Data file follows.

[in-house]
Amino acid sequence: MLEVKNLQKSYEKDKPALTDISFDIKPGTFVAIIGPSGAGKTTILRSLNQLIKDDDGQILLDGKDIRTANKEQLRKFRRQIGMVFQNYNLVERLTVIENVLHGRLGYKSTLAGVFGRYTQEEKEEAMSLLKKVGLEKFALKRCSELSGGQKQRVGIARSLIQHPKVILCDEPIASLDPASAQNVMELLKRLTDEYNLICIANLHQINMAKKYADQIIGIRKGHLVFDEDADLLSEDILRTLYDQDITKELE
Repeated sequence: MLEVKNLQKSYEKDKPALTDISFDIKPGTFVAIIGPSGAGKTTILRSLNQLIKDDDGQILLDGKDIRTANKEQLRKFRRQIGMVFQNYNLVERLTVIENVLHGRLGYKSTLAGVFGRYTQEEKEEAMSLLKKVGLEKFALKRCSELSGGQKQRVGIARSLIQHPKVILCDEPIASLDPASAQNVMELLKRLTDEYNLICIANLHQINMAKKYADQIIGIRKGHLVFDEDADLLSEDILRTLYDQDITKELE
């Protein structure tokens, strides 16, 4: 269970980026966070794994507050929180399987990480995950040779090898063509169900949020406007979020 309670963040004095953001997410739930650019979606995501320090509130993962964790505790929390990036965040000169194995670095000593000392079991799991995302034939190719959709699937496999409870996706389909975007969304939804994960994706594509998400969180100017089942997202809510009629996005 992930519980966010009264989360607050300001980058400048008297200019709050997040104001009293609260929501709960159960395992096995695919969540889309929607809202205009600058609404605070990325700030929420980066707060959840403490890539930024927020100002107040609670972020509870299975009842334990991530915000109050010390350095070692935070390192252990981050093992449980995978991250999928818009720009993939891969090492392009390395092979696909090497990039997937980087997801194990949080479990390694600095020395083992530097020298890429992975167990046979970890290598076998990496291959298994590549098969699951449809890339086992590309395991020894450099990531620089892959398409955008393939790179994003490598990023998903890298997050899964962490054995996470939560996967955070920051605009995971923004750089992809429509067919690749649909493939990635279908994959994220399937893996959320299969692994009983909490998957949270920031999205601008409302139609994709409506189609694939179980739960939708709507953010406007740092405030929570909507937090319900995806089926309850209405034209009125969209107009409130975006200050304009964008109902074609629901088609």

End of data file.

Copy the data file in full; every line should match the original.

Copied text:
[in-house]
Amino acid sequence: MLEVKNLQKSYEKDKPALTDISFDIKPGTFVAIIGPSGAGKTTILRSLNQLIKDDDGQILLDGKDIRTANKEQLRKFRRQIGMVFQNYNLVERLTVIENVLHGRLGYKSTLAGVFGRYTQEEKEEAMSLLKKVGLEKFALKRCSELSGGQKQRVGIARSLIQHPKVILCDEPIASLDPASAQNVMELLKRLTDEYNLICIANLHQINMAKKYADQIIGIRKGHLVFDEDADLLSEDILRTLYDQDITKELE
Repeated sequence: MLEVKNLQKSYEKDKPALTDISFDIKPGTFVAIIGPSGAGKTTILRSLNQLIKDDDGQILLDGKDIRTANKEQLRKFRRQIGMVFQNYNLVERLTVIENVLHGRLGYKSTLAGVFGRYTQEEKEEAMSLLKKVGLEKFALKRCSELSGGQKQRVGIARSLIQHPKVILCDEPIASLDPASAQNVMELLKRLTDEYNLICIANLHQINMAKKYADQIIGIRKGHLVFDEDADLLSEDILRTLYDQDITKELE
């Protein structure tokens, strides 16, 4: 269970980026966070794994507050929180399987990480995950040779090898063509169900949020406007979020 309670963040004095953001997410739930650019979606995501320090509130993962964790505790929390990036965040000169194995670095000593000392079991799991995302034939190719959709699937496999409870996706389909975007969304939804994960994706594509998400969180100017089942997202809510009629996005 992930519980966010009264989360607050300001980058400048008297200019709050997040104001009293609260929501709960159960395992096995695919969540889309929607809202205009600058609404605070990325700030929420980066707060959840403490890539930024927020100002107040609670972020509870299975009842334990991530915000109050010390350095070692935070390192252990981050093992449980995978991250999928818009720009993939891969090492392009390395092979696909090497990039997937980087997801194990949080479990390694600095020395083992530097020298890429992975167990046979970890290598076998990496291959298994590549098969699951449809890339086992590309395991020894450099990531620089892959398409955008393939790179994003490598990023998903890298997050899964962490054995996470939560996967955070920051605009995971923004750089992809429509067919690749649909493939990635279908994959994220399937893996959320299969692994009983909490998957949270920031999205601008409302139609994709409506189609694939179980739960939708709507953010406007740092405030929570909507937090319900995806089926309850209405034209009125969209107009409130975006200050304009964008109902074609629901088609």